The works during this residency have developed into a ‘series’ based on Corris and has therefore become a site-specific development of a new body of work. I’ve began to investigate spatial relationships between the organic and industry; using casting processes associated with traditional sculpture practice I’ve began to create a collection of casts in response to my environment and findings. After spending a large amount of time in my studio space at Maelor I began to discover unusual floor markings; and therefore using alginate taking direct castings of the surface in wax. Thinking of my environment and the welsh industry I foresee these initial castings as a development of a series of floor works; using an industrial material such as iron will involve a transformation of material. Iron has become a sparse material and a rarity to use in casting processes today; it’s hard yet brittle properties will form the basis of taking elements from welsh surfaces (grounds) and transforming them into cast iron works.
(Alginate mould process – taking a direct casting of the surface)
The Boyle Family’s Earth Studies are three-dimensional casts of the surface; recordings and documentation of random sites. The works combine real material from the site (stones, dust, twigs etc.) with paint and resins, therefore preserving the form of the ground and creating new interpretations of the environment; combining a powerful, conceptual framework with a strong and haunting physical and visual presence. The works bring into the focus the ‘human’ element and experience for the viewer gazing at large sculptural casts mounted on the walls of a gallery; and therefore emphasizing the scale of our everyday surroundings and environment(s).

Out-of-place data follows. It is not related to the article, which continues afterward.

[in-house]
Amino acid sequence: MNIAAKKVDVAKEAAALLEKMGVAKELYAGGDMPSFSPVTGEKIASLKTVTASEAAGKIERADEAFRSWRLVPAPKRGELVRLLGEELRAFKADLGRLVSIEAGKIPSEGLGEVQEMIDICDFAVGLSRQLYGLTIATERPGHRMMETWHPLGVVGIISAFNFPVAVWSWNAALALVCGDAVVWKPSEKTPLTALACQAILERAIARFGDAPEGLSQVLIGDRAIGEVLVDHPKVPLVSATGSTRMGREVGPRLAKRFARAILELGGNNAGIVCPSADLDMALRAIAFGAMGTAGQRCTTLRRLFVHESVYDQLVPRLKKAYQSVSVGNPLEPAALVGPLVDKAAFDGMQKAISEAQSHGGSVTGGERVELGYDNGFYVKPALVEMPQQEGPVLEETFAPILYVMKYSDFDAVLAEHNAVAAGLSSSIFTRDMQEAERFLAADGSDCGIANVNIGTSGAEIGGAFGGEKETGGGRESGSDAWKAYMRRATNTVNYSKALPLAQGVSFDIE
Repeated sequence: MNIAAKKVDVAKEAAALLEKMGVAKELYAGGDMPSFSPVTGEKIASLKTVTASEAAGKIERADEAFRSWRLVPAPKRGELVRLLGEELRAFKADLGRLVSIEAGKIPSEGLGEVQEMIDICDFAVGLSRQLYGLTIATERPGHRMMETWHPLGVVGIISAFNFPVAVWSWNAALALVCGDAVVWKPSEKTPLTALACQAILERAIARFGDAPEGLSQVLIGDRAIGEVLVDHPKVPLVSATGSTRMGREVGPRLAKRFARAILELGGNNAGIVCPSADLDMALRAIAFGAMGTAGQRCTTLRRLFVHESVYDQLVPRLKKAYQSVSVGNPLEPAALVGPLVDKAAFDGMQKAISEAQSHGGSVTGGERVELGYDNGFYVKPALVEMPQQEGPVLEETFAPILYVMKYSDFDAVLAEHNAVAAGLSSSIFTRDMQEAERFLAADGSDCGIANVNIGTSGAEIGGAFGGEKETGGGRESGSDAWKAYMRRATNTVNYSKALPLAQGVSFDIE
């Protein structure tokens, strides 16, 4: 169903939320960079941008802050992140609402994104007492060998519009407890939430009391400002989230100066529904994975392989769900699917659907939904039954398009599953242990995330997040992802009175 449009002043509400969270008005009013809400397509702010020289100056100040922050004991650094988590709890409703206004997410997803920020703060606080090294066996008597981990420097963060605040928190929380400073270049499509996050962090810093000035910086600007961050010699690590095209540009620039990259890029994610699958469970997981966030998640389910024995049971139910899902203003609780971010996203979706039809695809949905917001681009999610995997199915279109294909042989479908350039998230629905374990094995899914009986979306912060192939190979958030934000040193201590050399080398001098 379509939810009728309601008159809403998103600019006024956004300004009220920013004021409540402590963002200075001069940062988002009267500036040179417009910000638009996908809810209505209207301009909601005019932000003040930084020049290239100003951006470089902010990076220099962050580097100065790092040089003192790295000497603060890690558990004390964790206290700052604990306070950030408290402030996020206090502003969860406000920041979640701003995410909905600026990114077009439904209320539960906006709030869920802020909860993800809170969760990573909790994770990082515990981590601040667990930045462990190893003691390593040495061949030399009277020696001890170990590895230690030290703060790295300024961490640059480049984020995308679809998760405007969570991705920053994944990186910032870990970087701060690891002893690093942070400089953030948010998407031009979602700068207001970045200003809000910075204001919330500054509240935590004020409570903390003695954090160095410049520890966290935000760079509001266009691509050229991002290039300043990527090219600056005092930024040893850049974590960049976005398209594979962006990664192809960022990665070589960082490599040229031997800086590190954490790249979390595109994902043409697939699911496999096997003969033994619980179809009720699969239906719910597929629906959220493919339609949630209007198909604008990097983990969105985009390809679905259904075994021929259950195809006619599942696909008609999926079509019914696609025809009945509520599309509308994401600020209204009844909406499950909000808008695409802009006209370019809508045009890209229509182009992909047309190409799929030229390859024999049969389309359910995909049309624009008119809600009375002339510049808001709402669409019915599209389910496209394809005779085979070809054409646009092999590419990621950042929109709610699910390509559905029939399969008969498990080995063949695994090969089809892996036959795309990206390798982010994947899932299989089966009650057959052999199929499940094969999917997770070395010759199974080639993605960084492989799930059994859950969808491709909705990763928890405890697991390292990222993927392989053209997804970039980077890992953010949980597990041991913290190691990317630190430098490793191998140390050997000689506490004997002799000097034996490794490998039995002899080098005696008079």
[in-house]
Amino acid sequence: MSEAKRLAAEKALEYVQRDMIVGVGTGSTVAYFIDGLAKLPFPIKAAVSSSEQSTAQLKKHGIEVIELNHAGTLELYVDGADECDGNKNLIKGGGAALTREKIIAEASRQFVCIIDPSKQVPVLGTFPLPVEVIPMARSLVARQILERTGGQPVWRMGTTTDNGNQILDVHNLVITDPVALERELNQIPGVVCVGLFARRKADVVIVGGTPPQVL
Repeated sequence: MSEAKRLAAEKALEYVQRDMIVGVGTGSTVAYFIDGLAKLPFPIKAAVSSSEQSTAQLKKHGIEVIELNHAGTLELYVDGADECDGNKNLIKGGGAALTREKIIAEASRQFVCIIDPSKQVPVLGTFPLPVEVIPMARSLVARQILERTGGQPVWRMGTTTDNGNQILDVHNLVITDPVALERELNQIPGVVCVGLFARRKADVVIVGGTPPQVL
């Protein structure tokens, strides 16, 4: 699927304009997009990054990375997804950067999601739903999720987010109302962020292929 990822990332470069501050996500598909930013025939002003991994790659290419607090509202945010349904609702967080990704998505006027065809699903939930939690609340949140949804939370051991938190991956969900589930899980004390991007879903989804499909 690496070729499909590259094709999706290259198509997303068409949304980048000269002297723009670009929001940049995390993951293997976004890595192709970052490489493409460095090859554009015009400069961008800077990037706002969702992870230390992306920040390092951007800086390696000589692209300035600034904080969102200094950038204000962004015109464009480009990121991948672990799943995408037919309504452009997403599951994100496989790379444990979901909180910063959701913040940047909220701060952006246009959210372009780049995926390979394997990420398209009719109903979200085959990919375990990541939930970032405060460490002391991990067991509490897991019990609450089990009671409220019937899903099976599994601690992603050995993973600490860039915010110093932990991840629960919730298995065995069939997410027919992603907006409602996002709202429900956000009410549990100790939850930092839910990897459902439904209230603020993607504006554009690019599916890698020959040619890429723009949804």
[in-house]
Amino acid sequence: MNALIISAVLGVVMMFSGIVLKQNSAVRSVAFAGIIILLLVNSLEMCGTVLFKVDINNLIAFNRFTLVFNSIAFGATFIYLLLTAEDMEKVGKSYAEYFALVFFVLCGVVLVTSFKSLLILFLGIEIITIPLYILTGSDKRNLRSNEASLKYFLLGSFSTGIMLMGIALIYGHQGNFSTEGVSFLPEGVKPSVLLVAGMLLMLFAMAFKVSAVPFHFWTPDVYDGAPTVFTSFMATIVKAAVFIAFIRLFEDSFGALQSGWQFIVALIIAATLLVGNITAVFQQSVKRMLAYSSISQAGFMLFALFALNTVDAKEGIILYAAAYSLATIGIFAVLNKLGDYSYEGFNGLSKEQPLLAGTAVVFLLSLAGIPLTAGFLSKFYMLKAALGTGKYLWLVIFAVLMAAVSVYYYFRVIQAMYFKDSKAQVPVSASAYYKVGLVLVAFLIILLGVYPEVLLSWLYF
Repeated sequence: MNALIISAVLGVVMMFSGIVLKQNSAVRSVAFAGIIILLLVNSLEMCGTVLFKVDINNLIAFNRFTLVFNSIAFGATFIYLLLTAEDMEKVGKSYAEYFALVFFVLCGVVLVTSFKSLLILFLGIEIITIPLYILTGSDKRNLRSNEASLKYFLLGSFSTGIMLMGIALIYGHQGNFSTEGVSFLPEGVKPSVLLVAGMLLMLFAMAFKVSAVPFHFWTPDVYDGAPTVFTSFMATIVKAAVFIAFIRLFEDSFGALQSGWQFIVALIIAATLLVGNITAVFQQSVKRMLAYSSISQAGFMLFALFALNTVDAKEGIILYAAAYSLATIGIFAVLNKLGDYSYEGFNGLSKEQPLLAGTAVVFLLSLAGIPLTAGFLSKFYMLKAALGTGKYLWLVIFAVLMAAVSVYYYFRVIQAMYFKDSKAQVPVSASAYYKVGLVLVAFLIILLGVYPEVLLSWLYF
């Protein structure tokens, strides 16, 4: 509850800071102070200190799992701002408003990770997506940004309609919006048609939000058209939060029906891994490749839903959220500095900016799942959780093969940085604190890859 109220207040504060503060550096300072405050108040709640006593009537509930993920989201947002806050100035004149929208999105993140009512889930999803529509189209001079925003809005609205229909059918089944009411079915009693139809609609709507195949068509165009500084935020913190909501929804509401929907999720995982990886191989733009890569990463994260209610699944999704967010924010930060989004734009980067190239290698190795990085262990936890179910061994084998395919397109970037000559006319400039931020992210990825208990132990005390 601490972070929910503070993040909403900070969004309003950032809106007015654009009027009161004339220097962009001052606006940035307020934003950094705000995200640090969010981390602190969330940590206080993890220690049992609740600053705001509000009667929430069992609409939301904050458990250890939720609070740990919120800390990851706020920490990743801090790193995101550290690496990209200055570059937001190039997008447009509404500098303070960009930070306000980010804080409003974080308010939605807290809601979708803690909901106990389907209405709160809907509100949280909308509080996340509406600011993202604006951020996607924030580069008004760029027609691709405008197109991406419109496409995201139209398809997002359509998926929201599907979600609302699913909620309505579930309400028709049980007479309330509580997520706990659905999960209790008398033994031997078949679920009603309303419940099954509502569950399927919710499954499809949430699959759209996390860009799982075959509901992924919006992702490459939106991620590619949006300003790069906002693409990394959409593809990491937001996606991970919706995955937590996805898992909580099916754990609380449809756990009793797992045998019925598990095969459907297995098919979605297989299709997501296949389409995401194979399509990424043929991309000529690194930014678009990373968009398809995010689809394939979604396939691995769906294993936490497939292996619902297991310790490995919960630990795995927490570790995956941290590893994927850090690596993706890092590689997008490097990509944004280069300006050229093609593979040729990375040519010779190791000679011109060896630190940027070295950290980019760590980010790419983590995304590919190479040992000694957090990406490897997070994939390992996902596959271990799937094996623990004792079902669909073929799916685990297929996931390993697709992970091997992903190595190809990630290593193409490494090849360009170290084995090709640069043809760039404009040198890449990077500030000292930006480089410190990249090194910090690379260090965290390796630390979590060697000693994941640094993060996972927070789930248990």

The artist Cornelia Parker explores the potential of materials, focusing on their simplicity, the deconstruction and reconstruction of domestic, everyday spaces transformed into sculptural installations; therefore taking the environment into a gallery space. A previous work, a floor cast; Parker had often played ‘don’t step on the lines’ or Hopscotch while walking her daughter to school on a route that took them through the graveyard. These games rekindled an obsession with pavement cracks that had lain dormant since the artist’s own childhood. By pouring liquid cold-cure rubber into some of the gaps and letting it set, Parker was able to lift up this part the geography of the city that had been mapped out in stone many years before. The captured rubber cracks were upturned and then cast in black bronze. Placed on steel pins, they appear to hover just above the floor, creating an obstacle in the form of a petrified line drawing.
Pavement Cracks (City of London) 2012. Black patinated bronze